Can Third-Party Verification Help Facebook Save Face?

econ-facebookThe ANA is calling for transparency; maybe this will finally be what tips the scales back toward sanity in the digital ad space. 

Facebook, you’ve been called out.

In the wake of its video metrics controversy, the social platform is being challenged to open its ad systems to third party verification, according to a statement from the Association of National Advertisers.

“While ANA recognizes that ‘mistakes do happen,’ we also recognize that Facebook has not yet achieved the level of measurement transparency that marketers need and require,” the statement reads.

“With more than $6 billion of marketers’ media being directed to Facebook, we believe that it is time for them – and other such major media players – to be audited and accredited. That is the standard of accepted practice that marketers and agencies have relied on for decades.”

The organization has long been calling for third party accountability of digital ads (it released a report titled “The Critical Need for Accredited Third Party Measurement for Viewability of Digital Advertising” in 2015), noting that “97 percent of marketers believe that digital media owners should allow their inventory to be measured by a third party.”

Given the staggering amount of ad bot fraud and admitted viewability problems of display ads and videos, it’s clear that this kind of transparency is vital if the broken digital ad industry hopes to recover.

In the ANA report, fully nine out of 10 respondents say they “are not fully confident that their working media dollars in digital platforms are being served in a manner that meets industry viewability standards.” Ninety percent!  And yet marketers – perhaps out of fear of missing the small number of views they are actually getting for their money? – continue to throw money into this broken machine.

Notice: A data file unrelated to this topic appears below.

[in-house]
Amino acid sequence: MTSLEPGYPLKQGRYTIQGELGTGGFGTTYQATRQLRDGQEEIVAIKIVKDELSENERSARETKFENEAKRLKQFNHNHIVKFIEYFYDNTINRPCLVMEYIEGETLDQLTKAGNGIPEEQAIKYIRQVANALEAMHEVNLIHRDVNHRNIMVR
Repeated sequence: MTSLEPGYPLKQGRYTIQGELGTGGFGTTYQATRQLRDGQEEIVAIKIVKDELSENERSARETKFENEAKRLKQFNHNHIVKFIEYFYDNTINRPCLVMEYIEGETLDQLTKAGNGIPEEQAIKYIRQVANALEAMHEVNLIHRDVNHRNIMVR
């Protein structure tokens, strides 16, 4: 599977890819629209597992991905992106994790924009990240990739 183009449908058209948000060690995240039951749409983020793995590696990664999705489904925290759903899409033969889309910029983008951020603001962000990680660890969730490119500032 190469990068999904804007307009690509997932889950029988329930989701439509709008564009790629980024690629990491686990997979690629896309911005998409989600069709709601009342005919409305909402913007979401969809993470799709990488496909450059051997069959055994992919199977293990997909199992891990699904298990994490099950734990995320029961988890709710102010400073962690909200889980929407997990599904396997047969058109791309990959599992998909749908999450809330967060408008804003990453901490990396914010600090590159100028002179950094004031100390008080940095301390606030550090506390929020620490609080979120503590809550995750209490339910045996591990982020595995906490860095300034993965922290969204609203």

As to Facebook’s part in all of this, we doubt that a sternly worded warning from the ANA will cause those doors to open wide. Maybe – just maybe – if those nine out of 10 ad buyers started voting with their budgets we’d make some progress.

We need three things to happen to see meaningful change in this industry. First, we need companies that actually have the technical chops to do this kind of third-party verification. We reported on one possible solution back in December that looked promising.

Secondly, advertisers must take an active role. “Have an active voice, ask questions, and understand how your media investments are being measured and optimized. It’s your money — invest it wisely,” the ANA suggests. Withhold those ad orders until you are confident that you’re getting what you pay for.

Finally, we need to learn to measure digital ad success quite differently than we do now. It’s about real results, brand lift, deep engagement – not click-throughs. There’s no doubt that the digital ad industry is broken. The question is what are brands, platforms and publishers going to do to 1) fix it; 2) restore consumer confidence; and 3) begin to accurately measure digital ad success in terms of real actions.